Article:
The Battle of Maiwand and the great Malalai

P.N History

During the late 1880s,On July 27, 1880 for the second time, Afghanistan was occupied by British-Indian forces attempting to colonise the area and annex it with what was then British India (now Pakistan and India).

The main garrison of the British was located in Kandahar, which is the closest city to the town of Maiwand. The military of Afghanistan was represented by commander Ayub Khan, son of Afghan Emir Sher Ali Khan. Malalai’s father, who was a shepherd, and her fiancé joined with Ayub Khan’s army in the large attack on the British-Indian forces in July 1880.

Like many Afghan women, Malalai was there to help tend to the wounded and provide water and spare weapons. According to local sources, this was also supposed to be her wedding day. When the Afghan army was losing morale, despite their superior numbers, Malalai took the Afghan flag and shouted:

Young love! If you do not fall in the battle of Maiwand,
By God, someone is saving you as a symbol of shame!

This inspired the Afghan fighters to redouble their efforts. When a lead flag-bearer was killed, Malalai went forward and held up the flag (some versions say she used her veil as a flag), singing a landai (a short folk-song sung by Afghan women):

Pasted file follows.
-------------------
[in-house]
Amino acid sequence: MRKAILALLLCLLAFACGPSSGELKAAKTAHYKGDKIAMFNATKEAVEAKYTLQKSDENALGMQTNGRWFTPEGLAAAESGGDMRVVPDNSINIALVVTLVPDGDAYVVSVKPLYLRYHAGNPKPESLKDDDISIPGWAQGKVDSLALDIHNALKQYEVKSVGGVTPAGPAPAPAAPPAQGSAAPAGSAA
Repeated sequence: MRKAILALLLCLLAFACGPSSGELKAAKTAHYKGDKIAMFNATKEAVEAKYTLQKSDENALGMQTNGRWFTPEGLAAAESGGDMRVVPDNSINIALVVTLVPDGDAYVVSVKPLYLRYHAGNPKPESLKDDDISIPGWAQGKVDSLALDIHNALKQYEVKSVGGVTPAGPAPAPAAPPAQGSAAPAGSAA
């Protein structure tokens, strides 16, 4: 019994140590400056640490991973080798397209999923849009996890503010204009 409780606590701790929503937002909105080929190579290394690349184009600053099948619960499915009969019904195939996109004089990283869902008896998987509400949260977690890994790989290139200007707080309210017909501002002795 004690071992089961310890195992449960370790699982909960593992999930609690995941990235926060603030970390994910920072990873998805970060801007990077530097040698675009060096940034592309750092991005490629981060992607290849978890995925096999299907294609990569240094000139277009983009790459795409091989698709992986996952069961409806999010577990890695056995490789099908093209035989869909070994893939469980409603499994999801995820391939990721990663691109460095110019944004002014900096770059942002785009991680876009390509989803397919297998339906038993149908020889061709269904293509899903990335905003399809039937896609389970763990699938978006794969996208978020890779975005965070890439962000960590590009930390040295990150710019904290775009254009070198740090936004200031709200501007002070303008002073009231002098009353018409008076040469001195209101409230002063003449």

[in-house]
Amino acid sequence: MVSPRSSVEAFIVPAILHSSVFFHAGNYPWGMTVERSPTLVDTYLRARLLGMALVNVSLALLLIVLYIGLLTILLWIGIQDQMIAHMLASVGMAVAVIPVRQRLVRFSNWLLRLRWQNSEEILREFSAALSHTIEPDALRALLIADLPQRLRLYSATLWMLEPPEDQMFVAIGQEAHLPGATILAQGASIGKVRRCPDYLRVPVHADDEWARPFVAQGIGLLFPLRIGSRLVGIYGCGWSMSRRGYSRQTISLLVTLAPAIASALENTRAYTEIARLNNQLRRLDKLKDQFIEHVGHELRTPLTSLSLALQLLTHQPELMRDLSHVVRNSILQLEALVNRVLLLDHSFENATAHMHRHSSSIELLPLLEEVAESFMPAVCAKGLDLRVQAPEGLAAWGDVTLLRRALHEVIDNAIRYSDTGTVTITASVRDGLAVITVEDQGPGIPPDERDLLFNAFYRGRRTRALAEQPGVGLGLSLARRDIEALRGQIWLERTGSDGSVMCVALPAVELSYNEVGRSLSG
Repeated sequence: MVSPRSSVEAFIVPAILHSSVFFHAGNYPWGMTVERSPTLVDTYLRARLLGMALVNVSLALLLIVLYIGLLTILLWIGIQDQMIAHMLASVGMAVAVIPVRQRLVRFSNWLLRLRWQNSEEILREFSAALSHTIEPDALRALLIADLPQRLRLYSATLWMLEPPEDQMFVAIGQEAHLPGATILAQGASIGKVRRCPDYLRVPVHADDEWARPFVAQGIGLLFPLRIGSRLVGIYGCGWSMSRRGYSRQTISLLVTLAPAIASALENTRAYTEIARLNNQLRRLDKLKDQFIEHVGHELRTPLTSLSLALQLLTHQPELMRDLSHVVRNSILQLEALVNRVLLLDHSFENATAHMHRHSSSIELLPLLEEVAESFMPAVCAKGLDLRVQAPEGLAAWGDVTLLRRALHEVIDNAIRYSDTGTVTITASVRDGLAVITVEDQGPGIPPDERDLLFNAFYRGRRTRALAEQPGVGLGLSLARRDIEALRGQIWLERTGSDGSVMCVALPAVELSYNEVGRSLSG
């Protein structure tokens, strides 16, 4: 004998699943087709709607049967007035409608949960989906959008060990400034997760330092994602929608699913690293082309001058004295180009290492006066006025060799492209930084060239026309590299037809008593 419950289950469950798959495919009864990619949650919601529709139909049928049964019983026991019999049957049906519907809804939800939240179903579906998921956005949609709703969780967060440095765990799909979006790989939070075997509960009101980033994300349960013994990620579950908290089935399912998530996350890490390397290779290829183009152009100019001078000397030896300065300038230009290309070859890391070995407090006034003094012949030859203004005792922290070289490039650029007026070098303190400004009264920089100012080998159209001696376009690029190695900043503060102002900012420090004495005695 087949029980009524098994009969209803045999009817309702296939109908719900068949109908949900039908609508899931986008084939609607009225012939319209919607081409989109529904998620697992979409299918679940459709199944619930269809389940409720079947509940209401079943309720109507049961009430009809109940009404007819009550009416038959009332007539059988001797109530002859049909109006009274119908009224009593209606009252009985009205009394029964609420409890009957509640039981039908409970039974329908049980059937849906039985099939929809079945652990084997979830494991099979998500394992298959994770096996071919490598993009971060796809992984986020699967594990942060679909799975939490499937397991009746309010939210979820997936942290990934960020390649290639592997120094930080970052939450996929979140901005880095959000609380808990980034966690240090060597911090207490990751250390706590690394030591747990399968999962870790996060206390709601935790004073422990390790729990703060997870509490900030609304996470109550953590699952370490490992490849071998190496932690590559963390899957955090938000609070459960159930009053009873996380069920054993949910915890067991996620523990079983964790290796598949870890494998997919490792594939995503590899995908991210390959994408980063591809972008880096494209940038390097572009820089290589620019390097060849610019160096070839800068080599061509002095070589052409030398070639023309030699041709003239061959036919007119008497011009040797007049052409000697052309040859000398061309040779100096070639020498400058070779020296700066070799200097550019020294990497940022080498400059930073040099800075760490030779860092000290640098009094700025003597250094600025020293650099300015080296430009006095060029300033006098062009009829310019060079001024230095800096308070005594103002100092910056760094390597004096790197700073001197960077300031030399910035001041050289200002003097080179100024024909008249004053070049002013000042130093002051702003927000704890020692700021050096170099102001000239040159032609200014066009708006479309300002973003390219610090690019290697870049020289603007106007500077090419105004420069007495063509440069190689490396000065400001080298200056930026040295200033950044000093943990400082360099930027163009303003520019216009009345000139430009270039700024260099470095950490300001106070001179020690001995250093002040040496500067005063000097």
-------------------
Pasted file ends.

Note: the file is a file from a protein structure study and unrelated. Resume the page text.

With a drop of my sweetheart’s blood,
Shed in defense of the Motherland,
Will I put a beauty spot on my forehead,
Such as would put to shame the rose in the garden!

Malalai was herself struck down and killed by British troops. However, her words had spurred on her countrymen to victory. After the battle, Malalai was honored for her efforts and buried in her native village of Khig, where her grave remains today. She was 18 or 19 at her death. She is buried in the village of Karez, and locals regard her grave as a shrine.